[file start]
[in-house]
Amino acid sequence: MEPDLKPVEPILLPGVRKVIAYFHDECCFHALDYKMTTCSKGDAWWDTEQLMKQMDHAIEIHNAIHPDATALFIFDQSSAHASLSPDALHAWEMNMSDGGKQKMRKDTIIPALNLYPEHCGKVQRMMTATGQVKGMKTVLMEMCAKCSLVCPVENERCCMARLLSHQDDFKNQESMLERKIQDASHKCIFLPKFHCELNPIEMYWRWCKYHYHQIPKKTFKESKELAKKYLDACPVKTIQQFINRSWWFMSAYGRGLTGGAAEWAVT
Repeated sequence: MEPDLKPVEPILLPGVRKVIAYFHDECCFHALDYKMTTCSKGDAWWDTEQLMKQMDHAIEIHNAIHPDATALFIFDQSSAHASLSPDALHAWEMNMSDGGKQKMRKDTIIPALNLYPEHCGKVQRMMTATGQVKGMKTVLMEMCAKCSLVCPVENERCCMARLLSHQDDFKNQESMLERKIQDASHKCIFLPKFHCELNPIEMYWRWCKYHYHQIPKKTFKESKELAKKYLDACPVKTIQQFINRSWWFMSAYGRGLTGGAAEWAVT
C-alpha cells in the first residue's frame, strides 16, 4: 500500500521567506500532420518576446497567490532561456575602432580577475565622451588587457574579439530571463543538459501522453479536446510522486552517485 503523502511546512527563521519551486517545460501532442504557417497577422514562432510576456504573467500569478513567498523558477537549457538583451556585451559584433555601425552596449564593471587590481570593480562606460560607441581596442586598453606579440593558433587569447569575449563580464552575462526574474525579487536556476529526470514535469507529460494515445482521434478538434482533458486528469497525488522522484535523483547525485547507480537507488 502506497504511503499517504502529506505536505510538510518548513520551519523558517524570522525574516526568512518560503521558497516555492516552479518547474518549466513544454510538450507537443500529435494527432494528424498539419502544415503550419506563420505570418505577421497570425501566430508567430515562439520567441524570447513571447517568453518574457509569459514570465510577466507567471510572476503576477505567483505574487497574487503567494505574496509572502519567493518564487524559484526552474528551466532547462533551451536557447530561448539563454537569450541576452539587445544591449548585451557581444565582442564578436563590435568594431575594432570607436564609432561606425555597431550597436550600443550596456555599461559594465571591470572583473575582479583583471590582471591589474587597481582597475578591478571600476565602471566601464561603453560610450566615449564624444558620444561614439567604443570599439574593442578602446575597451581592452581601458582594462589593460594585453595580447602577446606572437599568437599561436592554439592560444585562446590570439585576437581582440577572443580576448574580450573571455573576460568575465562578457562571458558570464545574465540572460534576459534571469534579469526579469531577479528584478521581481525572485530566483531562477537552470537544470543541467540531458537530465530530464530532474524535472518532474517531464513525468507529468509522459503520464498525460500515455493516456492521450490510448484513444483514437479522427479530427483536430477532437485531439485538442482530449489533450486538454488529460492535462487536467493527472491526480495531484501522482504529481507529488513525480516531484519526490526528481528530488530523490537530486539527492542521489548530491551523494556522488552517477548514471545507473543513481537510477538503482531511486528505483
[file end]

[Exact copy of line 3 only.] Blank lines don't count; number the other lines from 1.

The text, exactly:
Repeated sequence: MEPDLKPVEPILLPGVRKVIAYFHDECCFHALDYKMTTCSKGDAWWDTEQLMKQMDHAIEIHNAIHPDATALFIFDQSSAHASLSPDALHAWEMNMSDGGKQKMRKDTIIPALNLYPEHCGKVQRMMTATGQVKGMKTVLMEMCAKCSLVCPVENERCCMARLLSHQDDFKNQESMLERKIQDASHKCIFLPKFHCELNPIEMYWRWCKYHYHQIPKKTFKESKELAKKYLDACPVKTIQQFINRSWWFMSAYGRGLTGGAAEWAVT